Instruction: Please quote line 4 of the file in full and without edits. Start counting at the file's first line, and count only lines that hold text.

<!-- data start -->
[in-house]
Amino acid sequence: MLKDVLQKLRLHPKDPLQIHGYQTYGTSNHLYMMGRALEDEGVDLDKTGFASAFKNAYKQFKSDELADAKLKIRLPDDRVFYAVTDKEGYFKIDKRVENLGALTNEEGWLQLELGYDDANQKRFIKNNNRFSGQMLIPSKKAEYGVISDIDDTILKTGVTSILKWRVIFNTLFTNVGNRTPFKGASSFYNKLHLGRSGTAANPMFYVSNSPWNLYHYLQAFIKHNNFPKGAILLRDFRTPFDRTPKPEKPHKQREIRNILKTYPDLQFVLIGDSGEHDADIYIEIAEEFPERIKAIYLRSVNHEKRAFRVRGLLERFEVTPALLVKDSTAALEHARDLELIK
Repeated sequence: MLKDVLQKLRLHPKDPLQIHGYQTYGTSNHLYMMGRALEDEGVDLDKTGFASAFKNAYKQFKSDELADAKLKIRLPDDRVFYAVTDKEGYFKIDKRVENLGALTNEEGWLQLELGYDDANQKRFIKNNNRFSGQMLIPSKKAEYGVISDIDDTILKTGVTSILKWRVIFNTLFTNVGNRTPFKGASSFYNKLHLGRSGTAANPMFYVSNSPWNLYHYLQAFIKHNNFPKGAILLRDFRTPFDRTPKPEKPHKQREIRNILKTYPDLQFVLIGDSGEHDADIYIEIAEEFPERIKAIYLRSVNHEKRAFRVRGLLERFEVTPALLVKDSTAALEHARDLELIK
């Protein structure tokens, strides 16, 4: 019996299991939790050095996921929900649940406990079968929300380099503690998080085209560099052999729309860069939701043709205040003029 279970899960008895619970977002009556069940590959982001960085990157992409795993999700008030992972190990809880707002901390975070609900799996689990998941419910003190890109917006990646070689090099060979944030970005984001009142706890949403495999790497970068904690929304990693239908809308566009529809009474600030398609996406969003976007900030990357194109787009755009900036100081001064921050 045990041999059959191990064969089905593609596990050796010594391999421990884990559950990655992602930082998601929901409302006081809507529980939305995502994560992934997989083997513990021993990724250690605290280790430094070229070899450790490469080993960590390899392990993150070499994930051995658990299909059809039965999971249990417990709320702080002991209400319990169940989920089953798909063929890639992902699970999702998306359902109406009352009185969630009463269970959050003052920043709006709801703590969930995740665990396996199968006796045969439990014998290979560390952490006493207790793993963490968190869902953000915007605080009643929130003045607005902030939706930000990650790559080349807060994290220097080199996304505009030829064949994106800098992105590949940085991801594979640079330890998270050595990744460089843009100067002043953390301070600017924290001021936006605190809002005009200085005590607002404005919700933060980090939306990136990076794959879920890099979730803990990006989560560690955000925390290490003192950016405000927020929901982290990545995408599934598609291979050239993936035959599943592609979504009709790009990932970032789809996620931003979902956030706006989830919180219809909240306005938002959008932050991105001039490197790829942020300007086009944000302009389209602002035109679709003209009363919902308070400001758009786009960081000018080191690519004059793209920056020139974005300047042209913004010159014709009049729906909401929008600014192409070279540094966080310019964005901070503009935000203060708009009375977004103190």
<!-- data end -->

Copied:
């Protein structure tokens, strides 16, 4: 019996299991939790050095996921929900649940406990079968929300380099503690998080085209560099052999729309860069939701043709205040003029 279970899960008895619970977002009556069940590959982001960085990157992409795993999700008030992972190990809880707002901390975070609900799996689990998941419910003190890109917006990646070689090099060979944030970005984001009142706890949403495999790497970068904690929304990693239908809308566009529809009474600030398609996406969003976007900030990357194109787009755009900036100081001064921050 045990041999059959191990064969089905593609596990050796010594391999421990884990559950990655992602930082998601929901409302006081809507529980939305995502994560992934997989083997513990021993990724250690605290280790430094070229070899450790490469080993960590390899392990993150070499994930051995658990299909059809039965999971249990417990709320702080002991209400319990169940989920089953798909063929890639992902699970999702998306359902109406009352009185969630009463269970959050003052920043709006709801703590969930995740665990396996199968006796045969439990014998290979560390952490006493207790793993963490968190869902953000915007605080009643929130003045607005902030939706930000990650790559080349807060994290220097080199996304505009030829064949994106800098992105590949940085991801594979640079330890998270050595990744460089843009100067002043953390301070600017924290001021936006605190809002005009200085005590607002404005919700933060980090939306990136990076794959879920890099979730803990990006989560560690955000925390290490003192950016405000927020929901982290990545995408599934598609291979050239993936035959599943592609979504009709790009990932970032789809996620931003979902956030706006989830919180219809909240306005938002959008932050991105001039490197790829942020300007086009944000302009389209602002035109679709003209009363919902308070400001758009786009960081000018080191690519004059793209920056020139974005300047042209913004010159014709009049729906909401929008600014192409070279540094966080310019964005901070503009935000203060708009009375977004103190």